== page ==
Christina Krog
Member of the IFHP office in Copenhagen
Project Manager of the Housing Refugees Programme

Disclaimer: The views expressed on this site are those of the authors of the blogposts and do not necessarily reflect those of the International Federation of Housing and Planning.

BLOG: How IFHP is tackling the housing refugee crisis

In the wake of recent events, with Europe accepting the largest numbers of refugees ever and a common shortage of housing across the main European cities, the International Federation of Housing and Planning wishes to create a space that is open to debate, to raise awareness, and to promote participation amongst our society.  It is necessary to provide housing and support services to receive, accommodate and integrate refugees. There are currently 60 million refugees and internally displaced people across the globe who are fleeing violence, persecution, and terrorism who seek better conditions for living a decent life. The international community is committed to protect and host those who flee persecution and conflict.

It is our obligation and dedication to fight for increased assistance to all refugees who are in need of housing. Turning our backs to refugees and their needs is to close ones eyes to the development of future generations of Europeans citizens. We hope that you will join us as we work to promote the need for better housing and integration solutions for all.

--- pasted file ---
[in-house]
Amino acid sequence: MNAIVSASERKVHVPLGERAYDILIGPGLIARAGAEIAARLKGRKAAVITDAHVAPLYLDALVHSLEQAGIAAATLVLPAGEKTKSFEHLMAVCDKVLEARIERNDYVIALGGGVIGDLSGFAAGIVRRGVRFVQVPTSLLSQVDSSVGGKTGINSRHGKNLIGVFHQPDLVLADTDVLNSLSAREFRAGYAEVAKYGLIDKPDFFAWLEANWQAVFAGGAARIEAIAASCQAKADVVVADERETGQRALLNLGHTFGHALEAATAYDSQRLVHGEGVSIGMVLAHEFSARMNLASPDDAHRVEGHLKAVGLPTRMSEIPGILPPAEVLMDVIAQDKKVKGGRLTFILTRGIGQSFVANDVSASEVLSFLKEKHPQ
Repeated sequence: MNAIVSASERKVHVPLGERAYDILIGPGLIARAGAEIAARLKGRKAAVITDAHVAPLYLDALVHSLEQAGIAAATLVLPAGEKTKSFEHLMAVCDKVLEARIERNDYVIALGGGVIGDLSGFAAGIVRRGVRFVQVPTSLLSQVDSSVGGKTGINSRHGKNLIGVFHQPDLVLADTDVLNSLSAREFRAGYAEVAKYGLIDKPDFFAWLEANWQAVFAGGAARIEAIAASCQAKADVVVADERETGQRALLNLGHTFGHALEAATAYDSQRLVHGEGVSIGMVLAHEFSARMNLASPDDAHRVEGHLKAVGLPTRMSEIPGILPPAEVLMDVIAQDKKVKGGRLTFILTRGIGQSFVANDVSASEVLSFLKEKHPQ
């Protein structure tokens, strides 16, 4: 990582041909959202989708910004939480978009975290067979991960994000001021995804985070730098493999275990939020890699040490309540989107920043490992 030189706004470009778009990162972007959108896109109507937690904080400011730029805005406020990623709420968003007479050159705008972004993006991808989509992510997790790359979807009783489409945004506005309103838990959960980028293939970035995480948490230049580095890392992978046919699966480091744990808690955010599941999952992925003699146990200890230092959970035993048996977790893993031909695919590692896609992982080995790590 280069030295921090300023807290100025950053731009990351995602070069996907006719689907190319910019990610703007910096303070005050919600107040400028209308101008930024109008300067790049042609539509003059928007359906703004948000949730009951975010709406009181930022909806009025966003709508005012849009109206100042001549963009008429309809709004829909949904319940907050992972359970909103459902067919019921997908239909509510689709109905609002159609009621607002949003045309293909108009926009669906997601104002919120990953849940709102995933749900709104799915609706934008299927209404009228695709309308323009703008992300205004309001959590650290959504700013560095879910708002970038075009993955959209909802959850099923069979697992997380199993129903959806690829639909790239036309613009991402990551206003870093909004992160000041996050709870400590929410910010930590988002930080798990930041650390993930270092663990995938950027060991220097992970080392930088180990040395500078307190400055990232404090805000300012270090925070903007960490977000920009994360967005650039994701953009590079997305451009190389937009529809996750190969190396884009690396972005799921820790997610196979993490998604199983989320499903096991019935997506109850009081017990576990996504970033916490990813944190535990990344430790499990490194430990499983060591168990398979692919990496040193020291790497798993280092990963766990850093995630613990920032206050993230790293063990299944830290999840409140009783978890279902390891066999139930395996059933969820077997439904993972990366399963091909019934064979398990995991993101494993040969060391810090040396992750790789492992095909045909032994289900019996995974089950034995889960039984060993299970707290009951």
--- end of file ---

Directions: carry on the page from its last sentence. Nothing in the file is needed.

These past months were the first of, what we hope to be a participatory and society-engaged process, as we want to strengthen the network of experts and people interested in this area. Both in our everyday lives and/or professions, we are all aware of this dramatic situation and it is our responsibility to act on it.

This blog is for all. Finding the next steps and actions is something we want to discuss and find out through your ideas.

What do you think we should do next?

Do you have an idea you want us to work on? Or help you with?

Our blog is a platform to share, discuss and listen. We realise we need to talk and work togehter on this matter.

The first step towards integration is housing! Has Europe been able to provide suitable housing for refugees? For the past 3 months, the IFHP has been working on this topic through debates, presentations and workshops to understand the current state of affairs and create the base for future developments.

So what have we been doing?
We have published two reports, conducted a workshop and participated in a congress and summit event.

How are we doing it?